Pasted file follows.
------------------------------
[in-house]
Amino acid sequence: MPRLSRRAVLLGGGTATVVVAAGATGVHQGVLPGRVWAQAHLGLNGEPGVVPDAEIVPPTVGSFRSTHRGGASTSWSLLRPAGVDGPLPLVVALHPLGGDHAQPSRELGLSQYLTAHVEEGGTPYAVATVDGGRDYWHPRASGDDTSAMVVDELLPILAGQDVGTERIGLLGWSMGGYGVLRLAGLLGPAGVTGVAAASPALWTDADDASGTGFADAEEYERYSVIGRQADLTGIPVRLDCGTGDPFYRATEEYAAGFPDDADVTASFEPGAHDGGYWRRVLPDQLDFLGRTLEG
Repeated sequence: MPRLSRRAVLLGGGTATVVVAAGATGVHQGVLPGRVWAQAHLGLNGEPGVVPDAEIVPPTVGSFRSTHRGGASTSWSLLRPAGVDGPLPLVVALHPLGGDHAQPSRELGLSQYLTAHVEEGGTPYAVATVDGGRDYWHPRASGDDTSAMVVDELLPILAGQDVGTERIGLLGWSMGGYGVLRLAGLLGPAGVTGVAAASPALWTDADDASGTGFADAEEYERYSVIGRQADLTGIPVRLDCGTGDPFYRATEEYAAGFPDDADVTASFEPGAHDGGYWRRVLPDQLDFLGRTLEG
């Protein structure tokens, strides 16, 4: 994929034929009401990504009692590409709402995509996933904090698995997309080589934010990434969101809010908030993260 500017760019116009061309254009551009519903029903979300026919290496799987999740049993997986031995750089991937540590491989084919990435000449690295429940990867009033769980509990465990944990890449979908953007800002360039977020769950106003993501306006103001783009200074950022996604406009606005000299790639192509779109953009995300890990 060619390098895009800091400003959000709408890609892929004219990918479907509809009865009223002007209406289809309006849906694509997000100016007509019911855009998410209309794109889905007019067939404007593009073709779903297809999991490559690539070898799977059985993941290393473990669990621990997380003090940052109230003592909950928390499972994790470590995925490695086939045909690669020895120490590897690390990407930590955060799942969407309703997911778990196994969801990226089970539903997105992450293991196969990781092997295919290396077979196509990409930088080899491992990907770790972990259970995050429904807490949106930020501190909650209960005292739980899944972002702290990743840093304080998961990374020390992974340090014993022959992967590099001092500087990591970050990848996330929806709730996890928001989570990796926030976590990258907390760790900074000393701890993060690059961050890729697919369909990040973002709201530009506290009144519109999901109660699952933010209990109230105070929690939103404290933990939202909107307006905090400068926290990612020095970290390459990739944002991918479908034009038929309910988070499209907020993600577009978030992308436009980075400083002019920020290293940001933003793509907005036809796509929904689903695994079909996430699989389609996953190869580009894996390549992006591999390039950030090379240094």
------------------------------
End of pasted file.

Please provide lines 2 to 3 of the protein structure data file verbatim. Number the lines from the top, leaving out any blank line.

Amino acid sequence: MPRLSRRAVLLGGGTATVVVAAGATGVHQGVLPGRVWAQAHLGLNGEPGVVPDAEIVPPTVGSFRSTHRGGASTSWSLLRPAGVDGPLPLVVALHPLGGDHAQPSRELGLSQYLTAHVEEGGTPYAVATVDGGRDYWHPRASGDDTSAMVVDELLPILAGQDVGTERIGLLGWSMGGYGVLRLAGLLGPAGVTGVAAASPALWTDADDASGTGFADAEEYERYSVIGRQADLTGIPVRLDCGTGDPFYRATEEYAAGFPDDADVTASFEPGAHDGGYWRRVLPDQLDFLGRTLEG
Repeated sequence: MPRLSRRAVLLGGGTATVVVAAGATGVHQGVLPGRVWAQAHLGLNGEPGVVPDAEIVPPTVGSFRSTHRGGASTSWSLLRPAGVDGPLPLVVALHPLGGDHAQPSRELGLSQYLTAHVEEGGTPYAVATVDGGRDYWHPRASGDDTSAMVVDELLPILAGQDVGTERIGLLGWSMGGYGVLRLAGLLGPAGVTGVAAASPALWTDADDASGTGFADAEEYERYSVIGRQADLTGIPVRLDCGTGDPFYRATEEYAAGFPDDADVTASFEPGAHDGGYWRRVLPDQLDFLGRTLEG